I knew that I wanted to experiment with making monotypes, which are suited to texture, bold color, and movement. Illustrating a book about tigers in a dramatic landscape seemed like a perfect subject matter for the medium,” Ms. Irwin said.

The book tells the true story of Zolushka, an orphan Amur tiger cub, dubbed the Tiger Princess because she shares her name with the Russian language’s equivalent of Cinderella. Amur tigers are native to Eastern Russia and are extremely endangered. Only around 400 Amur tigers remain outside of captivity. Through her story, Ms. Irwin hopes to bring focus to this problem and encourage people to help save these tigers from extinction.

When studying fine art in college, I loved the process of making paintings, but I struggled to figure out how my work could serve a wider community. I was drawn to Zolushka’s story primarily because I was touched by the devotion of the individuals who raised her and wanted their efforts to be celebrated,” Ms. Irwin said.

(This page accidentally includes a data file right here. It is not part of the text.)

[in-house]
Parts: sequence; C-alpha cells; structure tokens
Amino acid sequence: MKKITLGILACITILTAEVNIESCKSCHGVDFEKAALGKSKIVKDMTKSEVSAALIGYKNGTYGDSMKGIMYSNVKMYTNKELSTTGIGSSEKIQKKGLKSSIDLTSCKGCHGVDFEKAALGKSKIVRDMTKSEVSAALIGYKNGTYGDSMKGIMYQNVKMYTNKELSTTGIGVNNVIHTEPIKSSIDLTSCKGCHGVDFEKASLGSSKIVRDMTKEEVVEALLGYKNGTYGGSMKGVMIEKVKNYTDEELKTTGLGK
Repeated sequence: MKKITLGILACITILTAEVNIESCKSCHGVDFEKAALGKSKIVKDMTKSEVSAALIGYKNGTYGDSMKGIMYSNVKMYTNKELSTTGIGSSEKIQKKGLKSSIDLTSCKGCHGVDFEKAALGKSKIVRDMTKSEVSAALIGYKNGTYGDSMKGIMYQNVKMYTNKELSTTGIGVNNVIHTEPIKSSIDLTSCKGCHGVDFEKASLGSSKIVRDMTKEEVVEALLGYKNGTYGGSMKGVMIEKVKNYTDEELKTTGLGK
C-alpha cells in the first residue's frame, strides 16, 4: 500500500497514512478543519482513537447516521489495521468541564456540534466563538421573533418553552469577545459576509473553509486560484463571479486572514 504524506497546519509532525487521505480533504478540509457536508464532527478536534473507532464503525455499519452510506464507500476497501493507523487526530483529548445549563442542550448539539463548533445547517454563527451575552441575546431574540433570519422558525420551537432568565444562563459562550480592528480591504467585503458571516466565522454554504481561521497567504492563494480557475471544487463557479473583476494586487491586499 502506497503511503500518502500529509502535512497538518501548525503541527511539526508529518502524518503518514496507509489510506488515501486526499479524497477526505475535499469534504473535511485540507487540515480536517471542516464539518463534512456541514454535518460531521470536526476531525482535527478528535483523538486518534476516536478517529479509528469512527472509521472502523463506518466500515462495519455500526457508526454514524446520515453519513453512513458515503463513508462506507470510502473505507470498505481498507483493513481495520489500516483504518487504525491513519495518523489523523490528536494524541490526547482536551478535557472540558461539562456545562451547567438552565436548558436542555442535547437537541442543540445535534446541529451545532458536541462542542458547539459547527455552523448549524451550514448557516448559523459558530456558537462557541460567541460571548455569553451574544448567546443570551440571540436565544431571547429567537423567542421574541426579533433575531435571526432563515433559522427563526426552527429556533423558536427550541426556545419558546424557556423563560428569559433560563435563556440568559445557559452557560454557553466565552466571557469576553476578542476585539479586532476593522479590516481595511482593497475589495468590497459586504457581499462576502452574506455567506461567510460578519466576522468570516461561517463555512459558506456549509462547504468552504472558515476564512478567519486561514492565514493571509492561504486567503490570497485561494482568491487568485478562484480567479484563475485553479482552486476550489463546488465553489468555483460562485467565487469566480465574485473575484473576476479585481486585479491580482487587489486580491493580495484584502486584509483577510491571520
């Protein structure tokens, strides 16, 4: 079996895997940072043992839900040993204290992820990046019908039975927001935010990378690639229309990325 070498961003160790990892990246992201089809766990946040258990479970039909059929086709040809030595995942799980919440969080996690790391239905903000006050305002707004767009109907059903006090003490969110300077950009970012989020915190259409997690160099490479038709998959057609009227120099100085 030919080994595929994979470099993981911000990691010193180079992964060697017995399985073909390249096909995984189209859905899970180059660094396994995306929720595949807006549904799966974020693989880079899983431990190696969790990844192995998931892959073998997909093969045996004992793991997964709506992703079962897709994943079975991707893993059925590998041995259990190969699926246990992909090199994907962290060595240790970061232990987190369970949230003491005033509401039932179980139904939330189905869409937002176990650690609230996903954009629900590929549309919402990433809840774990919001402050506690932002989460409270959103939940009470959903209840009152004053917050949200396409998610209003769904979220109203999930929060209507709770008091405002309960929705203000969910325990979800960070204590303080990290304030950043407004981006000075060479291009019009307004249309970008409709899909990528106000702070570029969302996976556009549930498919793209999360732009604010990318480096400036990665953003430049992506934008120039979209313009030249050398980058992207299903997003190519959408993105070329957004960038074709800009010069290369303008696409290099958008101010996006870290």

Two hunters found Zolushka alone and nearly frozen in the snow. They brought her to a local wildlife organization, which treated her for severe hypothermia. Although Zolushka was only four months old at the time, the hunters found her completely alone. The wildlife organization caring for her believes that poachers killed her mother and left Zolushka in the snow to die, according to thewildlife.wbur.org.
Once she was back in good health, the organization brought Zolushka to the Bastak Nature Reserve in Eastern Russia. The reserve had not seen an Amur tiger in 40 years, making Zolushka’s journey even more miraculous. Zolushka’s story is a model for tiger rehabilitation all throughout Russia. Her story illustrates that with proper care, wildlife organizations can save this tiger breed and others like it from extinction.